Gibson-Graham, J. K. (2006a): The end of capitalism (as we knew it). A feminist critique of political economy. Minneapolis: University of Minnesota Press.

Gibson-Graham, J. K. (2006b): A postcapitalist politics. Minneapolis, London: University of Minnesota Press.

Gibson-Graham, J. K. (2008): Diverse economies: performative practices for `other worlds‘. In: Progress in Human Geography 32 (5), S. 613–632.

 

 

„Kein Gott, kein Herr! – Eine kleine Geschichte der Anarchie“ – Dokumentarfilm Arte

Bereits gestern lief der zweiteilige Dokumentarfilm zur Geschichte der anarchistischen Bewegung auf Arte. Über Proudhon und Kropotkin entfaltet sich diese instruktive Geschichte der Anarchie in ihrer Beziehung zur Arbeiterschaft, zur Entwicklung der Gewerkschaften und Kooperativen, zur Idee des Streiks, zu den aufkommenden Massenmedien bis hin zum Kampf im spanischen Bürgerkrieg und den vielfältigen und brutalen Repressionen, welchen der Anarchismus aber auch die Arbeiterschaft über die geschilderten Jahrzehnte ausgesetzt waren. Beide Teile sind noch für wenige Tage in der Mediathek nachzusehen:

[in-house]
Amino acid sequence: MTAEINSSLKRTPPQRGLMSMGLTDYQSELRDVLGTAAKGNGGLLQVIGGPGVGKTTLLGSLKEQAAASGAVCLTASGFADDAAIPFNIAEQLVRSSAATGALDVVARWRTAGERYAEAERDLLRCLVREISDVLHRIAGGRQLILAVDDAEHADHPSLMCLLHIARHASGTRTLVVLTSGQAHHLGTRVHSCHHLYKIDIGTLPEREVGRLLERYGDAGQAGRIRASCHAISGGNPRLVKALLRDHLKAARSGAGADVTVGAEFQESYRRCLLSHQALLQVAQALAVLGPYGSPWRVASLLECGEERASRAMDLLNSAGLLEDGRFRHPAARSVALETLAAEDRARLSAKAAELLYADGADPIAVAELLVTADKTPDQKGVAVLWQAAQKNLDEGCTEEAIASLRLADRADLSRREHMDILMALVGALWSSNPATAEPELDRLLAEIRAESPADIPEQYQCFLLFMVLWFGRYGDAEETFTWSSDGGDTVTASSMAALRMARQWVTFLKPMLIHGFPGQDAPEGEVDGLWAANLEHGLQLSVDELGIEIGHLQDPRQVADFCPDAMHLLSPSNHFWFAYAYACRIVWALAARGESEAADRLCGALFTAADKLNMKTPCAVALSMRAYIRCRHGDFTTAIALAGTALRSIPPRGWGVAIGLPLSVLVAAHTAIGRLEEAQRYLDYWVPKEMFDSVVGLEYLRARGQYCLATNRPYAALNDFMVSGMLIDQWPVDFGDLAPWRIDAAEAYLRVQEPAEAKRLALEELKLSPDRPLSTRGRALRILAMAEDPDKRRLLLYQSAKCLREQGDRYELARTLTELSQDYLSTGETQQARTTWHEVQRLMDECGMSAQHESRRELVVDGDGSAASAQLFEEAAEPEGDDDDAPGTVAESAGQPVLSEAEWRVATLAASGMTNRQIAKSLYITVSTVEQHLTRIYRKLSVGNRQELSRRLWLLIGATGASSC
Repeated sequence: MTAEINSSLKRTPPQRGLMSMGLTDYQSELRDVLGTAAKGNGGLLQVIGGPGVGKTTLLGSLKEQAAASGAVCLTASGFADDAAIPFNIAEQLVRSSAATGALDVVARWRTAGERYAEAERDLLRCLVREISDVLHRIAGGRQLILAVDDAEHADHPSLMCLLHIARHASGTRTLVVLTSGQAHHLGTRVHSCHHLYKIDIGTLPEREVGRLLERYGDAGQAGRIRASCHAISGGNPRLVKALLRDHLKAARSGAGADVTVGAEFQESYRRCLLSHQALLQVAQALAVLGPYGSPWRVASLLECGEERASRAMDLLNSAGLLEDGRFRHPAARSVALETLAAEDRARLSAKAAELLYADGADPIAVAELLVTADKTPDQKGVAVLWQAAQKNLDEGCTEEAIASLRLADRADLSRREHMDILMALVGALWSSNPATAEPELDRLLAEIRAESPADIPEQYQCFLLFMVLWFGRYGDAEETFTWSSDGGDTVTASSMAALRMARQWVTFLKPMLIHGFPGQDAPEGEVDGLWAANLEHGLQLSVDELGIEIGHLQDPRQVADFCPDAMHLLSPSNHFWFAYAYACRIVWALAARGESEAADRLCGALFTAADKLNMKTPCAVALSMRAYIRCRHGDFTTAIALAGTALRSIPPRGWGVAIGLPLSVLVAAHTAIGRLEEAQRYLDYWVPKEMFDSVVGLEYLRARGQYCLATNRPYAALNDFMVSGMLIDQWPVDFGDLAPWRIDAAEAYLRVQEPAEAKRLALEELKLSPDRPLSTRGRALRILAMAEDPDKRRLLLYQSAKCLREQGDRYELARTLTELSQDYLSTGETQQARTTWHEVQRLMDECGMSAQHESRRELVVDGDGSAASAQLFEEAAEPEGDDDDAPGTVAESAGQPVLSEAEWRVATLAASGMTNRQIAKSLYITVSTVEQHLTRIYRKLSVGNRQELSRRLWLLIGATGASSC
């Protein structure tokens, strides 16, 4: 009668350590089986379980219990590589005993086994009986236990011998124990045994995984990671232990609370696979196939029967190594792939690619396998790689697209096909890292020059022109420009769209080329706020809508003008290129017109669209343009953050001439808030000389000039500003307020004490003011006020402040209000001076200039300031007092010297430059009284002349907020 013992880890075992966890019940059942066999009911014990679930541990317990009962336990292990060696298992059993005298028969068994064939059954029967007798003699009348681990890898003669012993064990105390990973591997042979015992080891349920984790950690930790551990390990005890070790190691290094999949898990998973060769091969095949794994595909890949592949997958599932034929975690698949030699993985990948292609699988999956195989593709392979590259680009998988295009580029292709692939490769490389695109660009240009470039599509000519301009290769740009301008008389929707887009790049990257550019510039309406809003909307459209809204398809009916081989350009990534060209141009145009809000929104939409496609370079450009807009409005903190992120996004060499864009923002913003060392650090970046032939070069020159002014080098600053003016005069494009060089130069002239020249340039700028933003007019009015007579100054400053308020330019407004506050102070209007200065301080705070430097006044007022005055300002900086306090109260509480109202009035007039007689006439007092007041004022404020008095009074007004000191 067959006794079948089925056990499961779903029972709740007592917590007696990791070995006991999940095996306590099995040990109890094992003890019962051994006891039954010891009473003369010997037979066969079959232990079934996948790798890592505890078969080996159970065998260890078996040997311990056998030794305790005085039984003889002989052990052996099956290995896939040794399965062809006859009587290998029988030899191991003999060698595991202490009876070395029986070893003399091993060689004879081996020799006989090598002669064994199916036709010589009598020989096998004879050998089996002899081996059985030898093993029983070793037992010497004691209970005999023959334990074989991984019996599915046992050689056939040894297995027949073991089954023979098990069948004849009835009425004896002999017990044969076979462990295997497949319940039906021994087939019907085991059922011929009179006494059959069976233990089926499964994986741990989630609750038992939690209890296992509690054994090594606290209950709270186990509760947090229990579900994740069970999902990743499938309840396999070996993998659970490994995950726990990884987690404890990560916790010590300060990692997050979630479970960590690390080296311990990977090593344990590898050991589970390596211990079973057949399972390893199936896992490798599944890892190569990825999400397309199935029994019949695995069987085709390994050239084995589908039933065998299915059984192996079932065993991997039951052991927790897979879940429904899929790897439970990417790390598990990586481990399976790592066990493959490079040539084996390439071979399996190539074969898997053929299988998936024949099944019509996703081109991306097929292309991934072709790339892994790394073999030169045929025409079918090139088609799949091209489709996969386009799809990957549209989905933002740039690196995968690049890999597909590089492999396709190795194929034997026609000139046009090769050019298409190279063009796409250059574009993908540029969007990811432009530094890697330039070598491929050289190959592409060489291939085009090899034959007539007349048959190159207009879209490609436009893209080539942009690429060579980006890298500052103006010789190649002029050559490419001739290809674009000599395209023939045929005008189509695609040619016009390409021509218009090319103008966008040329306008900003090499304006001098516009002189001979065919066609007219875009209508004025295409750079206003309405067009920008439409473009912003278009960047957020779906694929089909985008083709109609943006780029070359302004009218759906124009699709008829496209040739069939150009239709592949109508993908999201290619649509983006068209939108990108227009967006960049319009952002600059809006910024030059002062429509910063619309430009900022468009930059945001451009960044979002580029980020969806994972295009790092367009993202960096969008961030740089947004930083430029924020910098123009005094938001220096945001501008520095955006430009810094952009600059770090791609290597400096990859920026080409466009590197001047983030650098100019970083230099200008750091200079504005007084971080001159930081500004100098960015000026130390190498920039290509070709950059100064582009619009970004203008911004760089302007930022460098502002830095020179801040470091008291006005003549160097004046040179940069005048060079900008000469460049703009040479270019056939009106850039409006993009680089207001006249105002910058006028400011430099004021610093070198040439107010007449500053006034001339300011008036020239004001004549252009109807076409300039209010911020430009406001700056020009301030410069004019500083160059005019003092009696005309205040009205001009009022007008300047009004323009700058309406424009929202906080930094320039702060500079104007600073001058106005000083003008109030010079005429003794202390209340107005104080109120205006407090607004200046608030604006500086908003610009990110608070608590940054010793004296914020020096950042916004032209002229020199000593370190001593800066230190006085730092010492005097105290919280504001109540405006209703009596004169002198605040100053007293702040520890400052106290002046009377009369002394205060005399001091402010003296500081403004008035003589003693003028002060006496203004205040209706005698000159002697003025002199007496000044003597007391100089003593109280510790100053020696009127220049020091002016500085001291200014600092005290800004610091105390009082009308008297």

http://www.arte.tv/guide/de/047435-001-A/kein-gott-kein-herr-eine-kleine-geschichte-der-anarchie-1-2

 

 

Democratic Renewal in Civil Society Organizations – ‘Democracy at Work: Organizing democratically’, Wednesday 29th March, Nottingham Trent University

Democratic Renewal in Civil Society Organizations

ESRC Seminar Four – Nottingham Trent University

‘Democracy at Work: Organizing democratically’

Wednesday 29th March, 2017, 10:30-5, Newton Building, Nottingham Trent University.

The event is free – please book here